National home prices reached an important milestone in 2016: They surpassed the prerecession peak, according to the latest State of the Nation’s Housing report, released Friday by the Joint Center for Housing Studies of Harvard University. Some markets even saw home price appreciation of more than 50 percent since 2000.
Tight supplies of for-sale and for-rent homes are fueling higher housing costs and adding to more pressing concerns about affordability, the report states. Nearly 19 million U.S. households devoted more than half of their income for housing in 2015, the most recent count, according to the report.
“While the recovery in home prices reflect a welcome pickup in demand, it is also being driven by very tight supply,” says Chris Herbert, JCHS’s managing director.
Despite seven years of construction growth, Herbert says the U.S. has still added less new housing over the last decade than in any other 10-year period going back to at least the 1970s. The rebound in single-family construction has been particularly weak.
“Any excess housing that may have been built during the boom years has been absorbed, and a stronger supply response is going to be needed to keep pace with demand—particularly for moderately priced homes,” Herbert says.
On average, 45 percent of renters in the nation’s metro areas could afford the monthly payments on a median-priced home in their market area. However, in several high-cost metros on the Pacific Coast, Florida, and the Northeast, that share fell to under 25 percent, the report notes.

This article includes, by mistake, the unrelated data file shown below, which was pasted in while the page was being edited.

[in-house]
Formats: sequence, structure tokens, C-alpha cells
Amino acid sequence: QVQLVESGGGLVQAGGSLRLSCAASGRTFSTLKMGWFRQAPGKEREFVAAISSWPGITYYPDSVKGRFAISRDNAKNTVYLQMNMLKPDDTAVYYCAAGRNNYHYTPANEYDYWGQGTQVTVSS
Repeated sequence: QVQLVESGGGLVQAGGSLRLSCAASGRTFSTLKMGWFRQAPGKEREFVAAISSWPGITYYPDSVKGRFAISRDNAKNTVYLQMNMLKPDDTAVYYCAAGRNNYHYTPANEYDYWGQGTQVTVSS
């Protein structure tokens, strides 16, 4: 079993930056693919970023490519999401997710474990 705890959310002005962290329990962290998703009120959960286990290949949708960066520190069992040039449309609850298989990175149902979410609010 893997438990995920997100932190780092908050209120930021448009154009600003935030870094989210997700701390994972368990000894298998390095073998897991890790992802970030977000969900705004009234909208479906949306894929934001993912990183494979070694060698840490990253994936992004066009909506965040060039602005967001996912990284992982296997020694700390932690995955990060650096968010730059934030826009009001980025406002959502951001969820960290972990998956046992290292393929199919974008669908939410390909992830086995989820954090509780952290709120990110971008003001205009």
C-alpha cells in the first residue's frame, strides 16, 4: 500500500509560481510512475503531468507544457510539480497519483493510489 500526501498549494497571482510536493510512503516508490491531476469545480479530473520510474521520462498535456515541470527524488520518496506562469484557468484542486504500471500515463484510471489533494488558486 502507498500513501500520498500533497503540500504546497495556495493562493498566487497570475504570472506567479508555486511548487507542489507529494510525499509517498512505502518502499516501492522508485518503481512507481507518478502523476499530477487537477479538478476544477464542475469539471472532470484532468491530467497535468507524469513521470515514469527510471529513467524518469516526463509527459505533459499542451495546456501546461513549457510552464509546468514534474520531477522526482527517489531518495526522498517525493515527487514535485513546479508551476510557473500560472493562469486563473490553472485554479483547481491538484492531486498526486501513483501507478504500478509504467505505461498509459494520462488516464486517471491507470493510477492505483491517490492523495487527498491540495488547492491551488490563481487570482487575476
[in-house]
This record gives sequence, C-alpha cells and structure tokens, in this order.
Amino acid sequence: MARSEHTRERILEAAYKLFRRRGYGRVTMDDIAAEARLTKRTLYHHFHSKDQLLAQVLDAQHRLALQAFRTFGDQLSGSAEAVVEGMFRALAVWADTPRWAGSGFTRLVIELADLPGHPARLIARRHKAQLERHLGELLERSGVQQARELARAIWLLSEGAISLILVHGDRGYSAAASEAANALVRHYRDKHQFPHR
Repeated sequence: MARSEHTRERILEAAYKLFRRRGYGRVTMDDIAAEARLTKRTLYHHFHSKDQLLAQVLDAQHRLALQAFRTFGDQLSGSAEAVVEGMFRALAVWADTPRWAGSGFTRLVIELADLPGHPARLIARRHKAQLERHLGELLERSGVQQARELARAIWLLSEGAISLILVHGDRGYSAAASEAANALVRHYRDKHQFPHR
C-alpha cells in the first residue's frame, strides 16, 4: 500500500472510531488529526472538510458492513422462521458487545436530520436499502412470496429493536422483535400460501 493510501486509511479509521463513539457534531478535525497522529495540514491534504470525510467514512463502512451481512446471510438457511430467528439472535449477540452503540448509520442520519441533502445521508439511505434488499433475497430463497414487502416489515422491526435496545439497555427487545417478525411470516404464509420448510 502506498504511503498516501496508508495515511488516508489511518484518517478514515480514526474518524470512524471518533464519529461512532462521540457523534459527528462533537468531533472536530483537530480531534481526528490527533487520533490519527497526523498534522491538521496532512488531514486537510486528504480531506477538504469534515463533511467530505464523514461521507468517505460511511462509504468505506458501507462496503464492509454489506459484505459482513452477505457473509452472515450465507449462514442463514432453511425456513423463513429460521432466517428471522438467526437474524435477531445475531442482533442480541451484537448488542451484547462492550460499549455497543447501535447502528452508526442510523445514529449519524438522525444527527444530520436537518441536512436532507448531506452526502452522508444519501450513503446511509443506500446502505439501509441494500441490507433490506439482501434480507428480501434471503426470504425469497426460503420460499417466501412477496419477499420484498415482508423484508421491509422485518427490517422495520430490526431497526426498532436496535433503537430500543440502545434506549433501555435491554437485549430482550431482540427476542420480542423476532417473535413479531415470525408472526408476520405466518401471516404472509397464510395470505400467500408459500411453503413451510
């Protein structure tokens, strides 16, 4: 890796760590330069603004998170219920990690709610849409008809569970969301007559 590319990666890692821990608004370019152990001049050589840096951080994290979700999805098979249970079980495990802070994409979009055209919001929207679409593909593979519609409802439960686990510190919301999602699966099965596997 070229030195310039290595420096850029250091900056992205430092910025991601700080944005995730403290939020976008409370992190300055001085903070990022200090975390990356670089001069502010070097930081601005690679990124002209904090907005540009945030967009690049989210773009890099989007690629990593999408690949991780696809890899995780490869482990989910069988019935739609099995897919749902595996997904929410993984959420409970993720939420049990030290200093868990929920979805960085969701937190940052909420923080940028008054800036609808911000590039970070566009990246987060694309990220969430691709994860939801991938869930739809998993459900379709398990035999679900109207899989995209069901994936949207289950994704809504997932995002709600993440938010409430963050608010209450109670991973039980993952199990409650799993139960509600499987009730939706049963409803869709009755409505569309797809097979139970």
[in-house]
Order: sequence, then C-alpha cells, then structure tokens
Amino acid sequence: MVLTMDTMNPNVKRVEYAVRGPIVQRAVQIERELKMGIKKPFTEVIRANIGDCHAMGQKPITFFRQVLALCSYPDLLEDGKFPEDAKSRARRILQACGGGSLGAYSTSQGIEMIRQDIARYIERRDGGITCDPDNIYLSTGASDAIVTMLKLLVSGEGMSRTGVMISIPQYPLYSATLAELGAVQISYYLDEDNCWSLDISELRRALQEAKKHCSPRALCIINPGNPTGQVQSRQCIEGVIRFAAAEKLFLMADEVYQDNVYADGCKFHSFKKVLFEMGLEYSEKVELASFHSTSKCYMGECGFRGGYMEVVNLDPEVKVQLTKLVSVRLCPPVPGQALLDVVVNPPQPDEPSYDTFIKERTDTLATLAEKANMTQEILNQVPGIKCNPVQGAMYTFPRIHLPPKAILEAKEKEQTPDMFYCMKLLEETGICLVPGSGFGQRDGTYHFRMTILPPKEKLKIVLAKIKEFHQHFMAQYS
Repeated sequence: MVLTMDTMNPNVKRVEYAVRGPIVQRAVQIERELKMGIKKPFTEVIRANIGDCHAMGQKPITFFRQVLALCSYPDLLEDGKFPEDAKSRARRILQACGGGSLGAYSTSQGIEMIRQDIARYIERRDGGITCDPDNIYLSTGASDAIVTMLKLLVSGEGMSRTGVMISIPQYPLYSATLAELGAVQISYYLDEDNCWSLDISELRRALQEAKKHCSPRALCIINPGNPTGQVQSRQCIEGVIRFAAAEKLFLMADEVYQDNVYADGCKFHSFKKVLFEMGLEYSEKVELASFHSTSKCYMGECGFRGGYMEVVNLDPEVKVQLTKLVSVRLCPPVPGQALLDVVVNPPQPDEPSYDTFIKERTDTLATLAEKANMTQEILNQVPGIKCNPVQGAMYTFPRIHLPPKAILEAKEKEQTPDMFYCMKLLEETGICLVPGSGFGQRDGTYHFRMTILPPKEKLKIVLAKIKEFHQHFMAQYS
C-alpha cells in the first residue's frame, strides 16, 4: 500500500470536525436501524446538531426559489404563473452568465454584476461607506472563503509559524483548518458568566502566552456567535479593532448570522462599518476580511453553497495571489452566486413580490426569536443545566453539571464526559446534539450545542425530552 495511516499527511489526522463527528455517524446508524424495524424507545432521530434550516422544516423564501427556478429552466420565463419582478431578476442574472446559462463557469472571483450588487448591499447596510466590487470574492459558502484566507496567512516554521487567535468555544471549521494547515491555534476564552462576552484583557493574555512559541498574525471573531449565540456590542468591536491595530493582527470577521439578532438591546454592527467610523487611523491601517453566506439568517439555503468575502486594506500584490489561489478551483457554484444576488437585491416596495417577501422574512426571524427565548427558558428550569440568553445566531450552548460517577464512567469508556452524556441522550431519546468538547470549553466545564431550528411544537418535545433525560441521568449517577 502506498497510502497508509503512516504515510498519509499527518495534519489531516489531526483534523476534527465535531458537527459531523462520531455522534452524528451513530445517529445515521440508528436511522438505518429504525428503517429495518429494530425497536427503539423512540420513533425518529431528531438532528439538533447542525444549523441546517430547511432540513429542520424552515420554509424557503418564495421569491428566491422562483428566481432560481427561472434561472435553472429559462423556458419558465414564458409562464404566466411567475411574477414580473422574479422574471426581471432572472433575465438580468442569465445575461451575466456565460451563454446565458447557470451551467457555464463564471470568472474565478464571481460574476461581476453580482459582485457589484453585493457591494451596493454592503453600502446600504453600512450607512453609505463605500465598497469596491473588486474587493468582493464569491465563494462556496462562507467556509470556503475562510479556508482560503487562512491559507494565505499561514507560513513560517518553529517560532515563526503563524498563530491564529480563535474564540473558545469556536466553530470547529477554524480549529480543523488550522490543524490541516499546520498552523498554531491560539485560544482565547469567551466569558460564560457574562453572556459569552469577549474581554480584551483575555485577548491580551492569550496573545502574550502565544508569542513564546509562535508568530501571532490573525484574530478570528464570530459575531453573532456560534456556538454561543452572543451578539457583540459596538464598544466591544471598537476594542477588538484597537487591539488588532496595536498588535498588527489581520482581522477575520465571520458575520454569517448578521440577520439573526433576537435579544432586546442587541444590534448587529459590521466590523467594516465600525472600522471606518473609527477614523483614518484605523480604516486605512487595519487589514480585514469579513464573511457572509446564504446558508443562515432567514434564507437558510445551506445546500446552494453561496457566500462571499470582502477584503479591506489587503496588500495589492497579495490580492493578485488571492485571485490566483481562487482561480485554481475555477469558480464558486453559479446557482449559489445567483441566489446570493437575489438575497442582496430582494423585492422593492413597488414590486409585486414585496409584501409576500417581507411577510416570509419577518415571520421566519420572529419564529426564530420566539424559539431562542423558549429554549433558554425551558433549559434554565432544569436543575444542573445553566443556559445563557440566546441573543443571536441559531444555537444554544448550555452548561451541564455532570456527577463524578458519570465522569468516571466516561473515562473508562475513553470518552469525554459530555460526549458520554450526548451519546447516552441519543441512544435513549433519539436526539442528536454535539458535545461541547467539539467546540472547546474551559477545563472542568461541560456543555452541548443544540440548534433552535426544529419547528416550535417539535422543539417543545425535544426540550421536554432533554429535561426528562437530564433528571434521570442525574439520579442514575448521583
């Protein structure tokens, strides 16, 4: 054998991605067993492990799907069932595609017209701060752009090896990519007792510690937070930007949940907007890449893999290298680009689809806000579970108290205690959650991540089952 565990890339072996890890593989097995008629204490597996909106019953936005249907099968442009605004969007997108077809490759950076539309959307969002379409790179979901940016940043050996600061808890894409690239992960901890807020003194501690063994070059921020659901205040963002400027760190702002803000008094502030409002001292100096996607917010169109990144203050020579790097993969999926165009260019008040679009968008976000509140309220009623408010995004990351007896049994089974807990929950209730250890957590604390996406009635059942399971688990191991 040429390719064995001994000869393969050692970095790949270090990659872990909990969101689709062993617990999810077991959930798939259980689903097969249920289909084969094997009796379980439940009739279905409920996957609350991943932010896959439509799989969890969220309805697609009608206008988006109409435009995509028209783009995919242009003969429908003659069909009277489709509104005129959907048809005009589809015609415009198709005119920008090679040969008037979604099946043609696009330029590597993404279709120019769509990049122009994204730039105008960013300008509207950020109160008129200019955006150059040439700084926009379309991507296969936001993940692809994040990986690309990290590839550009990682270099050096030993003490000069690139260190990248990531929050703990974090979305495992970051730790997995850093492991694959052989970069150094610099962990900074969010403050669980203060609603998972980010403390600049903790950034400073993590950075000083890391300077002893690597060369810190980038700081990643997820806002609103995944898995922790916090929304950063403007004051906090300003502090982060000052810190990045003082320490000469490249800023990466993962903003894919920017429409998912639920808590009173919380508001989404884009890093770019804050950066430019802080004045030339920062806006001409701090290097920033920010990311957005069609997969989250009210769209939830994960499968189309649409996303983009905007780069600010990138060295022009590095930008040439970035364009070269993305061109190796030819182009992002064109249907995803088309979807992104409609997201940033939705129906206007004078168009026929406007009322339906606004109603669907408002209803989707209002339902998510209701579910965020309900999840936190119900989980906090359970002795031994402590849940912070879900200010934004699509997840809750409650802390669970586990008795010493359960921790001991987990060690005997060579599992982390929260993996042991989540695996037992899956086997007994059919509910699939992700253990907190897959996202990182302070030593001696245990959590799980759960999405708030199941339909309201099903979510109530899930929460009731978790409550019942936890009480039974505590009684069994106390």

The report urges that the future of U.S. homeownership depends on broadening the access to mortgage financing; the authors say this remains too restricted and is still reserved for those with great credit.
One welcome sign for the housing market: Household incomes are increasing, the report notes. This has helped reduce the number of U.S. households who pay more than 30 percent of income for housing, which most financial experts use as a benchmark to measure affordability. The number of households with housing cost burdens still remains higher today than at the start of the decade, and most of the improvement has been centered on the owning side rather than renting.
“The problem is most acute for renters,” Herbert says. “More than 11 million renter households paid more than half their incomes for housing in 2015, leaving little room to pay for life’s other necessities.”
Rental costs continue to outrun inflation in many markets. Rents did show signs of slowing in a few large metros, such as San Francisco and New York. But demand remains high and new supply is mostly centered on the high end and does not cater to the low- and moderate-income households, the report notes.
Authors of the JCHS report say they expect rental housing and entry-level homeownership to surge over the next decade as the millennial generation moves into their late 20s and early 30s.
“These young households will propel demand for a broad range of housing in cities, suburbs, and beyond,” the report notes. “The baby-boom generation will also continue to play a strong role in housing markets, driving up investment in both existing and new homes to meet their changing needs as they age.”
Source: “The State of the Nation’s Housing 2017,” Joint Center for Housing Studies of Harvard University (June 16, 2017)